While others packed up and retreated in their grief (or fear of being associated with someone recently executed), Mary defiantly stayed and watched for the hours between Christ’s death and resurrection, perhaps even staring at the guards placed there to make sure no one messed with his body. I wonder if she knew what was coming?
Too often in Christian circles faith is equated with more certainty. More certainty means more faith. The truly mature do not doubt, or so the line goes. But that is a Western cultural perception that has everything to do with how much we live in our heads and intellectualize faith and very little to do with how Scripture describes the essence of a faithful life.
I struggle with a lot (most) of the pro-life movement’s rhetoric and norms. There are so many things that the pro-life movement pushes that are based on false information and false connections. There is good existing data that the pro-life movement ignores because it doesn’t feed the narrative that they push.
After sitting with the questions of my identity and purpose for a while, with pretty sudden and perfect clarity I found answers: I am a barbarian.
I think that there is something very TRUE about our faith being lived out in our actions. It is RIGHT that we associate our good works with pleasing our God. Those are very sacred, holy things. What isn’t so holy is when my perspective isn’t just a vertical glance, but a horizontal one as well. It’s when I start looking at what others are offering Jesus and feel either defeated or superior that things get a little crooked.
The way of the cross might be a pathway to the joy of being aligned with the One who will eventually make all things right, but it is also the path of a Savior who is chose to empathize with our weaknesses (Hebrews 4:15). Jesus was a man of sorrows, and acquainted with grief (Isaiah 53:3). To erase these very real parts of Christ’s identity is to rewrite who he actually was. To act like we are to do anything other than to emulate him is to place ourselves above him.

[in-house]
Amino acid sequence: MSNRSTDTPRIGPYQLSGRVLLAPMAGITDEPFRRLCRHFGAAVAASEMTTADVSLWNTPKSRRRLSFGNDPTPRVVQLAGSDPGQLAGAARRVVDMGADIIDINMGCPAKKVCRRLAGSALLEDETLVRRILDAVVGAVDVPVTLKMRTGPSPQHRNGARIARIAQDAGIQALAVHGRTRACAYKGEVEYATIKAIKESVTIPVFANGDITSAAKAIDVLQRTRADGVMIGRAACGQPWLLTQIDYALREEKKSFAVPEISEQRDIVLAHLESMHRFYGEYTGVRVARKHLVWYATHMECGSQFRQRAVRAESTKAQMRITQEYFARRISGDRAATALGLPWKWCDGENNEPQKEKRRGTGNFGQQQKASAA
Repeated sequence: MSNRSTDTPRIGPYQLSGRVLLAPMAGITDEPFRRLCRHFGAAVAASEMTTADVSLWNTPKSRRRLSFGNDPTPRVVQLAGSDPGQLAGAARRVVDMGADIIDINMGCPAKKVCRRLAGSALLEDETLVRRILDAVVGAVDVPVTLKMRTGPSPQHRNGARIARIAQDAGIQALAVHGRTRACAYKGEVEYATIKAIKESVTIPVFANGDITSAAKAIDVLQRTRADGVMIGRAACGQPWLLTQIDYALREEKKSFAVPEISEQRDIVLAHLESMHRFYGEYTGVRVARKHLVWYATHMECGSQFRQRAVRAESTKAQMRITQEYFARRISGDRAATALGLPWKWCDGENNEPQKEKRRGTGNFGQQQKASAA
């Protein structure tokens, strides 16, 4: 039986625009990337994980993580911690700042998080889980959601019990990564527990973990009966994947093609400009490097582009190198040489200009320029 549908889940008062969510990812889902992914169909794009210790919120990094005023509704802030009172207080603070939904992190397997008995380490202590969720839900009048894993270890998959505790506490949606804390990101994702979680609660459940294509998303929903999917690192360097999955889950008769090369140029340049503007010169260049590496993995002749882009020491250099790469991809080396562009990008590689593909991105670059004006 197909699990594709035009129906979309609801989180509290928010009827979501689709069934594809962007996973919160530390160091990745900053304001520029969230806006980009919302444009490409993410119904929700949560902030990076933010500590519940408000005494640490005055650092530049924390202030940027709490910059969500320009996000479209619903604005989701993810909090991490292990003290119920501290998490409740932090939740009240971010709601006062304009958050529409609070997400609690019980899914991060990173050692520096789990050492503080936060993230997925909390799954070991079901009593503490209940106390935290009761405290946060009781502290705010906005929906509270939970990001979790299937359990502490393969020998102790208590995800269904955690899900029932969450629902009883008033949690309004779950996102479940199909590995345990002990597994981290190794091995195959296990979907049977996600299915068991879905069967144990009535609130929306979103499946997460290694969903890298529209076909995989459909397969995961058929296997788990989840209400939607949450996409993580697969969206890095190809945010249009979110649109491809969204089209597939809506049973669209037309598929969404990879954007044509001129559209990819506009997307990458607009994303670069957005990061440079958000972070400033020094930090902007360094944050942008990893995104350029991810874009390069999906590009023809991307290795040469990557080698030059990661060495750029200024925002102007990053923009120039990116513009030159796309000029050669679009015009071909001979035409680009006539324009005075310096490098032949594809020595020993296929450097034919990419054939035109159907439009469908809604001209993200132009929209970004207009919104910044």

My heart, brimming with love as I despise everyone around me
Come into this Church that I hate and meet the groom of the hideous, breath-taking bride
Drowning in grace while suffocating in my sin. Clinging to faith, and searching for peace
Confident of my rights to lay them down… I am so right about being wrong
While I understand the language of “it’s a season,” I think it can actually be damaging. I know too many women who lived in “it’s a season” for so long that they lost their ability to follow their passions, pursue their callings, and invest in what God had for them outside of their families. That is tragic.
Yes, after we walk through the fire with God, after we experience a season in the darkness and loneliness of the desert, God eventually reveals Himself again. But no, we will never again encounter the God that we knew before we entered the wilderness because the whole point of the desert experience is to burn away the idol that we made Him into and reveal this wild, unsafe, uncontrollable, awesome God who actually IS. And there is grief in that death that is very, very real.
Do you know that the Maker well knows that all you have to offer Him is sand falling through open fingers, yet He laughs with delight and receives it with pleasure? Do you know that the longings in your heart He put there Himself for the very purpose of fulfilling them to show His great love and mercy toward His beloved?